Beware of Using Blunt Instruments for Patient Care

Courtesy of Google Search:
Blunt in·stru·ment (noun)
A heavy object without a sharp edge or point, used as a weapon.
• An imprecise or heavy-handed way of doing something.

I came across a broadcast recently geared towards making a case for the use of a “binary” drug formulary in the Workers’ Compensation system, stating that a formulary is “a blunt instrument”. The broadcast announced that the weapon’s simplistic design is due to the perception that diagnosis information is unavailable to the process’ “most important” user – the pharmacist. The broadcast indicates that the information is unavailable to this stakeholder due to HIPAA protected Personal Health Information (PHI). The heavy-handed tool was presented as being evidence-based as users can link directly to single study abstracts published in PubMed.

In the interest of patient safety, preserving the integrity of true evidence-based-medicine, and ushering the aspect of quality patient care in Workers’ Compensation back to the founding spirit of the Grand Bargain – to protect injured workers’ well-being and compensation – I am compelled to address several concerns with the broadcast’s message.

HIPAA, PHI, and Workers’ Compensation (WC)

The issue of diagnosis being unavailable to pharmacists due to PHI implications is not entirely accurate. I posed the question about PHI and HIPAA, as it relates to Workers’ Compensation, to our in-house compliance attorneys. They pointed me to the following and confirmed that diagnosis information (along with the patient’s name and drug prescription information), while considered PHI, may be used and disclosed by a covered entity (such as a doctor) to comply with the law for WC purposes:

45 C.F.R. § 164.512(l)

A covered entity may use or disclose protected health information without the written authorization of the individual, as described in § 164.508, or the opportunity for the individual to agree or object as described in § 164.510, in the situations covered by this section… (l) Standard: Disclosures for workers’ compensation. A covered entity may disclose protected health information as authorized by and to the extent necessary to comply with laws relating to workers’ compensation or other similar programs, established by law, that provide benefits for work-related injuries or illness without regard to fault.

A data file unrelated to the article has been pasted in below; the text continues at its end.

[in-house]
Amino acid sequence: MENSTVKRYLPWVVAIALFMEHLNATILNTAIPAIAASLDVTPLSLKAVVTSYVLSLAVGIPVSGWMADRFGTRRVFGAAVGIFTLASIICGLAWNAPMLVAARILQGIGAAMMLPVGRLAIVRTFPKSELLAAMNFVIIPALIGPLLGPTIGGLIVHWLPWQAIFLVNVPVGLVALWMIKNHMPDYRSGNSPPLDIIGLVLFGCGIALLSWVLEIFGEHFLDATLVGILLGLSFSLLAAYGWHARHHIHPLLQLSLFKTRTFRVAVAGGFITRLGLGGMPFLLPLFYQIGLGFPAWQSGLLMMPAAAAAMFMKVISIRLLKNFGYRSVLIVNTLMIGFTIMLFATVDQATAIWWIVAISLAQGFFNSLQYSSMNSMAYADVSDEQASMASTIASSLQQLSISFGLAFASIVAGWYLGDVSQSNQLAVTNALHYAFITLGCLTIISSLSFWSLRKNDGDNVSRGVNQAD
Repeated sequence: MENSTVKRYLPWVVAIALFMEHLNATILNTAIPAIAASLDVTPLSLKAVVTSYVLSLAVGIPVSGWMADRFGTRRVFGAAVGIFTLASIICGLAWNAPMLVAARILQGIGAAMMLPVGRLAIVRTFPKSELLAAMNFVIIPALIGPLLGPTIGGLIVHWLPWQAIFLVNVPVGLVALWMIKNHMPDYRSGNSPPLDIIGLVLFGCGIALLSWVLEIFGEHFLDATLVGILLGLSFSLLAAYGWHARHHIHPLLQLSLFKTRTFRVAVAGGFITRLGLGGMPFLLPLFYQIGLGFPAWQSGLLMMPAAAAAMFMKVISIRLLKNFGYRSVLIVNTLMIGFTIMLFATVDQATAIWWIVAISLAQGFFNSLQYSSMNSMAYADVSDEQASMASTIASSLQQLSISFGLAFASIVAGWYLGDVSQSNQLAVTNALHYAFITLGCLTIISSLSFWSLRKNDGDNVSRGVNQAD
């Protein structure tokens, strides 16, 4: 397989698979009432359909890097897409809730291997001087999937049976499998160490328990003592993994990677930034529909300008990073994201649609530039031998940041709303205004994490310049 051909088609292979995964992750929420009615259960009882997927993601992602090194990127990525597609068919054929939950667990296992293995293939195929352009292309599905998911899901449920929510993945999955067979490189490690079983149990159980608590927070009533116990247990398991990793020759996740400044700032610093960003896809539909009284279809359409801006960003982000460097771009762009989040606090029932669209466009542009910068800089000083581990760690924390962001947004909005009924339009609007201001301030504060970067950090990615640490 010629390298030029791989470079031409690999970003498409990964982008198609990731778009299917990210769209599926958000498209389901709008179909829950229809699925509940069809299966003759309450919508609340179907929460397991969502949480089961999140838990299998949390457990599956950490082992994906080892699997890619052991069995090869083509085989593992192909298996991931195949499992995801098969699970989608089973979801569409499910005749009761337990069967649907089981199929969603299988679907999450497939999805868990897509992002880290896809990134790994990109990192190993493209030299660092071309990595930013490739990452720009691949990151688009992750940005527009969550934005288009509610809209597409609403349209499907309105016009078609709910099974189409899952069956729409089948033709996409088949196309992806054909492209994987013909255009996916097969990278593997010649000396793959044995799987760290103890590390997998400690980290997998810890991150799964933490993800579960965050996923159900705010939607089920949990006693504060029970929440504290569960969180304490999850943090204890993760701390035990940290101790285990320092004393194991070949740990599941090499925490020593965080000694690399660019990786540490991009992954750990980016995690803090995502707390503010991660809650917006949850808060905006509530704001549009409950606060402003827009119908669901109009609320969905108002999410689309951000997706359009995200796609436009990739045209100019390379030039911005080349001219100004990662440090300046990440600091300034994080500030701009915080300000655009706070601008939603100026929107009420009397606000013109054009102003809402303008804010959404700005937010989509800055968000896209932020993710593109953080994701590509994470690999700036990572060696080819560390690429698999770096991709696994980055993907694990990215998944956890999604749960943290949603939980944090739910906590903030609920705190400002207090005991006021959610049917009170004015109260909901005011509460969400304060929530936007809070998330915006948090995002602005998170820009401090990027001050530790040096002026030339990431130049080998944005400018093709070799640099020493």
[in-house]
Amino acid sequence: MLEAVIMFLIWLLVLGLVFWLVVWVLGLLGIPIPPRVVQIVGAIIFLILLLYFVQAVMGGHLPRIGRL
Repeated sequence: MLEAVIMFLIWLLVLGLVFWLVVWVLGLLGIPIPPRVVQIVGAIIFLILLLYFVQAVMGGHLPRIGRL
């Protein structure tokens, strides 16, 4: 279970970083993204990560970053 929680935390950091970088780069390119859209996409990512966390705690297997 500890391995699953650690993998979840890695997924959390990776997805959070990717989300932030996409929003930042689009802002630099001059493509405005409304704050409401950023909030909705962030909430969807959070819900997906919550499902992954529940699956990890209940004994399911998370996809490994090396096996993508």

Additional guidance from the National Council for Prescription Drug Program (NCPDP) on the ICD-9/ICD-10 transition and how it relates to the e-prescribing, e-billing & DUR e-Prior authorization standards states (Page 11-12):

6: In what situations are diagnosis codes required on a prescription? 

Diagnosis codes are always required on prescriptions for Medicare Part B claims. In addition some Prior Authorizations will require the submission of a diagnosis code. Even though it is not a covered HIPAA transaction, a Workers Compensation claim might also require a diagnosis code based on the injury of the patient.

Most Important User

A fundamental difference between the patient-centric, condition-based drug formulary founded in true EBM and a binary drug list, is who is qualified and should drive medical decisions, including drug prescriptions. All matters pertaining to the medical care of an injured worker should be driven by the treating physician – not bureaucrats, not the payer, and not pharmacists. These stakeholders are important in their own functions and are in place to verify a physician’s recommendations to ensure that the injured worker’s well-being remains the center of focus and over-utilization of care is avoided; they do not have sufficient information about the patient to make critical decisions regarding clinical care.